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Georgia Bedworth successful in latest case on service in the Court of Protection

19th Mar 2024

Georgia Bedworth represented the Official Solicitor in BH v JH [2024] EWCOP 12, the latest reported decision on the service rules in COPR 2017 PD 9E and the only reported decision to consider the meaning of the requirement to serve a party “materially” affected by the application. The case concerned an application to vary a statutory will, increasing a legacy held on discretionary trusts for the benefit of, amongst others, P’s carers and correspondingly reducing the residuary gift which passed on charitable trusts. P’s deputy maintained that no one needed to be served under COPR 2017 PD 9E paragraph 9, which requires service on those “likely to be materially or adversely affected by the application”.


In a careful judgment, the Judge reiterated the key principles governing service in Court of Protection proceedings, noting their foundation in procedural fairness, and accepted the Official Solicitor’s submissions on every issue:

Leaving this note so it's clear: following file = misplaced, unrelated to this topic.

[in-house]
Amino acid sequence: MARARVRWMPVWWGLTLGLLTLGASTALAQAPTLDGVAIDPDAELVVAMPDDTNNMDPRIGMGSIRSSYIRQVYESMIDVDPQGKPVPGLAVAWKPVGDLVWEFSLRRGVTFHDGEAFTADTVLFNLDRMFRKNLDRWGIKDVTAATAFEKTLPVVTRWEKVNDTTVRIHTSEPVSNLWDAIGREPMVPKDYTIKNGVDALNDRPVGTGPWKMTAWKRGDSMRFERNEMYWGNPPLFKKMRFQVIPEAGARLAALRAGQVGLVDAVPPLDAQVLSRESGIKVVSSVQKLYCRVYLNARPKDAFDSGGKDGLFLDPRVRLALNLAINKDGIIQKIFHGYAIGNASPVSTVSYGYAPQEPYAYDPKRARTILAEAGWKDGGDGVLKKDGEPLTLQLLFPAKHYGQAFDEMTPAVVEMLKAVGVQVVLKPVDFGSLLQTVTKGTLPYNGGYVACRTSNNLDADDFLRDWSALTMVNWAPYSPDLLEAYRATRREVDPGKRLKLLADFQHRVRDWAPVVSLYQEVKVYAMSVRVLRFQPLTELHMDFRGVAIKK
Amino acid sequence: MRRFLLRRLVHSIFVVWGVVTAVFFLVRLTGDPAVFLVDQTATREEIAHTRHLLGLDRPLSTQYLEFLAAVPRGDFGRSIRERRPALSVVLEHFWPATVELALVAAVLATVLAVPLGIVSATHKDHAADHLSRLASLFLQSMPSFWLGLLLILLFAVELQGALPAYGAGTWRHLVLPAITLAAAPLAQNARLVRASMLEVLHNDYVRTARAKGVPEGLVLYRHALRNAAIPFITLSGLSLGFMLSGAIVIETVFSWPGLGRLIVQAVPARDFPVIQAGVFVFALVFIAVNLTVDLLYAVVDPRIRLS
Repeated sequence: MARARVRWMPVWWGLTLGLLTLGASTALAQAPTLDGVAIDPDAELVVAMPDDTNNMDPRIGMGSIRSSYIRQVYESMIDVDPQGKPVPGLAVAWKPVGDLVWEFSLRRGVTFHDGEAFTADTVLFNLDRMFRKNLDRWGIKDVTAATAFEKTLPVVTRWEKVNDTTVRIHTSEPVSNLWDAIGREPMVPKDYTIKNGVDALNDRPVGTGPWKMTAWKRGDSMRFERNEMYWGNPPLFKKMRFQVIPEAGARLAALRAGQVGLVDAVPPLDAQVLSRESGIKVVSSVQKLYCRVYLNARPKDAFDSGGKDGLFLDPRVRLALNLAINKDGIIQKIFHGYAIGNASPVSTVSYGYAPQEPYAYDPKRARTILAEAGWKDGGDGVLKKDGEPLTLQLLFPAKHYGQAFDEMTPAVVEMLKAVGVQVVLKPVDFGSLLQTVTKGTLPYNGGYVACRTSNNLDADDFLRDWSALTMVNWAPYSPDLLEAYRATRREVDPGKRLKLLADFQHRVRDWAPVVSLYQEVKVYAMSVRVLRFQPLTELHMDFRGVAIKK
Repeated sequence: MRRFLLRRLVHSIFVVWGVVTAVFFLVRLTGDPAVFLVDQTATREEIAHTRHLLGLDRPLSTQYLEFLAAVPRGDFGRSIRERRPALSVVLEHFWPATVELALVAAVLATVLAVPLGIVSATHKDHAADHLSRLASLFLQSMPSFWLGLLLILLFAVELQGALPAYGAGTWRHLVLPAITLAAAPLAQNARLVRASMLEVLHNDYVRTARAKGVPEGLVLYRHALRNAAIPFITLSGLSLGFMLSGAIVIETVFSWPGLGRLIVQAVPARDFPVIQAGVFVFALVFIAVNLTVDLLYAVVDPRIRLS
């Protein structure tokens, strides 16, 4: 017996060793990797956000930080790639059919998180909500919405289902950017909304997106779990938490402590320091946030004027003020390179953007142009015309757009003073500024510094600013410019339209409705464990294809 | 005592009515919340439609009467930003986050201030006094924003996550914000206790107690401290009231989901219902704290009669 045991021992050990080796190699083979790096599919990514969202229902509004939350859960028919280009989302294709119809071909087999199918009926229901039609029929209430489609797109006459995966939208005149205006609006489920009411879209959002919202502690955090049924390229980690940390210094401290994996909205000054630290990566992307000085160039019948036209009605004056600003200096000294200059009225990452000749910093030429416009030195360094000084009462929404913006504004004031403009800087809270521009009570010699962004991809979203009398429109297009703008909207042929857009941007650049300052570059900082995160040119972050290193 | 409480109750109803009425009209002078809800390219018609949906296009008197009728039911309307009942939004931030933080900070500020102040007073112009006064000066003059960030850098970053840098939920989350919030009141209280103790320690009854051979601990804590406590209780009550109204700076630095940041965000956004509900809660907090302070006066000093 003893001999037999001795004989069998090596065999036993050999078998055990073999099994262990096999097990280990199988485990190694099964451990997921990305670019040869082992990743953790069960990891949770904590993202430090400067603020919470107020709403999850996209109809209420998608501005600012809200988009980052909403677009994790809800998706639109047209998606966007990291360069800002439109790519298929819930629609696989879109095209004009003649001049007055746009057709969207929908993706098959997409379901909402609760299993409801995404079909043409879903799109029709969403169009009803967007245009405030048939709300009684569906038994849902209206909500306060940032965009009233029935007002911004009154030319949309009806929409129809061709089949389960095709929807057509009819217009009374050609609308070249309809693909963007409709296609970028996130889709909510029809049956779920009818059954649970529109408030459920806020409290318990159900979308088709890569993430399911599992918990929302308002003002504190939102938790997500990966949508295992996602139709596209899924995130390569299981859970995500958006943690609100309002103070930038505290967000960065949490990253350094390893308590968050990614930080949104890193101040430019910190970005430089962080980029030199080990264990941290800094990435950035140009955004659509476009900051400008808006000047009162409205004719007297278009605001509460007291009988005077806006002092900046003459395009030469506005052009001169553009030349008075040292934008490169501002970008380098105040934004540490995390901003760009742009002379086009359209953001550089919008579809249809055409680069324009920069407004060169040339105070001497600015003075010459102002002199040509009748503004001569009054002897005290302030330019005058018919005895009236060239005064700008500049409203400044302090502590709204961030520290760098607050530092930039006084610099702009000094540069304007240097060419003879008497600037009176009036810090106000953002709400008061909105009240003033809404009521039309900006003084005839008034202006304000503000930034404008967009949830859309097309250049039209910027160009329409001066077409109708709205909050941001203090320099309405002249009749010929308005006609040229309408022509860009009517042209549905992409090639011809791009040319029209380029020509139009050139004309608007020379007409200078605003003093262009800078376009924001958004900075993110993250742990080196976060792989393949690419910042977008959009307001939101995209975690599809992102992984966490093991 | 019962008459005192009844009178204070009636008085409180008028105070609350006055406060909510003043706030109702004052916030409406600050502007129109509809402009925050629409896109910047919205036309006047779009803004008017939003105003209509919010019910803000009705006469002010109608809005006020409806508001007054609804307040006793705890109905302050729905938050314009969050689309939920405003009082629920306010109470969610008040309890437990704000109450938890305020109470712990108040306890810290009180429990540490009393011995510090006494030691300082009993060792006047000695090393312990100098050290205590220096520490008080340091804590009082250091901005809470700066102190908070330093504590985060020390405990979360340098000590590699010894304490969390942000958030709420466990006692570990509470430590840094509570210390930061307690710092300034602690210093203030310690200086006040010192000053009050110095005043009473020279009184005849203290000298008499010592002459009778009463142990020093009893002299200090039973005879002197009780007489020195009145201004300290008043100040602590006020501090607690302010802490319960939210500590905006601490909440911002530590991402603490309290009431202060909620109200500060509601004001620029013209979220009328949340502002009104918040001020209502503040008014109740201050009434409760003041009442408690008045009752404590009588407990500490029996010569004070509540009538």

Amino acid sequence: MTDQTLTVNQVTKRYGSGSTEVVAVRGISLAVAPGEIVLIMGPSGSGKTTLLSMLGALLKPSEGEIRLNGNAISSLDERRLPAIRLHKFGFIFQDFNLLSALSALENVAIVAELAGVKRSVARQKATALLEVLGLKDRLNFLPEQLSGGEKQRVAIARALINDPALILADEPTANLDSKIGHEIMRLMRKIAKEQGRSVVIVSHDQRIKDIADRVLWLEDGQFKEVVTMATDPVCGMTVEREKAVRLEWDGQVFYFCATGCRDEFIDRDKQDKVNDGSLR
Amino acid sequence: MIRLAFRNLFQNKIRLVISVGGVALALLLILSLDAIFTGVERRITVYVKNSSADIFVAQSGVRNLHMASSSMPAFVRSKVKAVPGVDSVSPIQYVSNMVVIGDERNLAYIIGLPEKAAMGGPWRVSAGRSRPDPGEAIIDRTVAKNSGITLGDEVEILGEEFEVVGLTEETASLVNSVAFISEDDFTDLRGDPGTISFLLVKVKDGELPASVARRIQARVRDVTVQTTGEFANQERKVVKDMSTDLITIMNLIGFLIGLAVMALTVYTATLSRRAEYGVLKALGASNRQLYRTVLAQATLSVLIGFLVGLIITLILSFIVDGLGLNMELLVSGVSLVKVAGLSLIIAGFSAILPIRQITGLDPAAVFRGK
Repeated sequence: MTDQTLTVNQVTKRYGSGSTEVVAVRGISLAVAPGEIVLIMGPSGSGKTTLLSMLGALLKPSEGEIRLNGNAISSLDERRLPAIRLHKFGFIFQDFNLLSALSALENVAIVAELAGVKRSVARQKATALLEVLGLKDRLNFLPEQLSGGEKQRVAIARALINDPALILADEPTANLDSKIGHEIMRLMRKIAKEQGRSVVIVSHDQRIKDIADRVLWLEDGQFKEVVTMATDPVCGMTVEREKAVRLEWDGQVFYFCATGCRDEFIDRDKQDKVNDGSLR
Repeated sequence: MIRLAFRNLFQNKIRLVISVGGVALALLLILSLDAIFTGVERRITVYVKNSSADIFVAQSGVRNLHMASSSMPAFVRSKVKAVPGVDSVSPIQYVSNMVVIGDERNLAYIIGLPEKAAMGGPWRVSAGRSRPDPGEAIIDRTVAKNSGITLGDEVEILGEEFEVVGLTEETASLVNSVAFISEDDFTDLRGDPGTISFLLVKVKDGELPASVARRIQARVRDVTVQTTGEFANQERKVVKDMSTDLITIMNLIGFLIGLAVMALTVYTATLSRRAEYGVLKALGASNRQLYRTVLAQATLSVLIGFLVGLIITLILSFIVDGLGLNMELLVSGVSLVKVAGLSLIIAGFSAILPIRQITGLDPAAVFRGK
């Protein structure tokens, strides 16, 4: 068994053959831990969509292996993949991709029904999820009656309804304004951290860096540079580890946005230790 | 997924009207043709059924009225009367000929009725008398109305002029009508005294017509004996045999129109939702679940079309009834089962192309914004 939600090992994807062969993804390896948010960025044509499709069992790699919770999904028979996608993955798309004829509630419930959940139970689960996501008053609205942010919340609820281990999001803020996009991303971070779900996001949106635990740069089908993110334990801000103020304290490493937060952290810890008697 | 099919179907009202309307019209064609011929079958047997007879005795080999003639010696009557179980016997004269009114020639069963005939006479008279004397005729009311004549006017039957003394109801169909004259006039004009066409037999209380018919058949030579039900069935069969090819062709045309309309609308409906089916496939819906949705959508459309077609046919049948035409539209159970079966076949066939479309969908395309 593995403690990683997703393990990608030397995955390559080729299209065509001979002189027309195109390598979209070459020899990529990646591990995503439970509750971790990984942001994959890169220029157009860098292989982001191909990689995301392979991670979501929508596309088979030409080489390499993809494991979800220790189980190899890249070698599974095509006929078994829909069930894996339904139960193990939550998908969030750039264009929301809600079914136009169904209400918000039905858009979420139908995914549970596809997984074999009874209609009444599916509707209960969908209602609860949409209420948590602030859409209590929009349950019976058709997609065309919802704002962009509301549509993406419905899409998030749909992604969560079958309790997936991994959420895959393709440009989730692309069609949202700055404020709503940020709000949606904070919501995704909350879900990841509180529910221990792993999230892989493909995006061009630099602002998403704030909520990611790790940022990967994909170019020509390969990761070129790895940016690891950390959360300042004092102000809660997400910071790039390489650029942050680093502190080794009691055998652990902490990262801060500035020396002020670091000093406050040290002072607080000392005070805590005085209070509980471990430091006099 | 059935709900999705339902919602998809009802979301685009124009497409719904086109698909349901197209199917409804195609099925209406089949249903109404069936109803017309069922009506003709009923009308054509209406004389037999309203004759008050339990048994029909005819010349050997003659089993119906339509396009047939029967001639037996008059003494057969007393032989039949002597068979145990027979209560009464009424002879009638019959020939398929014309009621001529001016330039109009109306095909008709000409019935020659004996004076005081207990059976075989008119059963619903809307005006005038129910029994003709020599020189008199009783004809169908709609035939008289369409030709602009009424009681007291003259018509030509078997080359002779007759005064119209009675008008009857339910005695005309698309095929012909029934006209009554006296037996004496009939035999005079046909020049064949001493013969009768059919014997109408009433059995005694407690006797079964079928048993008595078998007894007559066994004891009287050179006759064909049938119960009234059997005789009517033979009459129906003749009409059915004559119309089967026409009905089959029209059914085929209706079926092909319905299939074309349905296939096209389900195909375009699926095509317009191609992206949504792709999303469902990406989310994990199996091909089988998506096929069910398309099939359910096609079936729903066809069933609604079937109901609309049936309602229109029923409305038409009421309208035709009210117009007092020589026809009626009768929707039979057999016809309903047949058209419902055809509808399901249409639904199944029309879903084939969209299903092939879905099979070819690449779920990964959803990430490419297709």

1. The word “materially” does not mean that the effect of the change must be negative, since “adversely” already connotes a negative effect on the beneficiary.  The service requirement, therefore, also applies to beneficiaries whose position is improved by the variation.
  2. On the facts, however, it was appropriate to dispense with service on P’s carers to avoid disruption to P’s care.
  3. In relation to the charities, there were no “exceptional circumstances” justifying dispensing with service. The fact no individual charities were named in the will was not a compelling reason to dispense with service. The application could be served on the Attorney General, which would allow for representations to be made on the diminution to the charitable provision.


In light of the Deputy’s position in maintaining that service was not required, the Official Solicitor applied for the Deputy to pay the costs. In a separate judgment, the Judge accepted that it was appropriate to depart from the general rule that costs of property and affairs proceedings are paid by P (COPR r. 19.2) and ordered the deputy to pay costs of the service issue from a particular date.


The judgment on the service issue is available here, and the judgment on costs may be accessed here.

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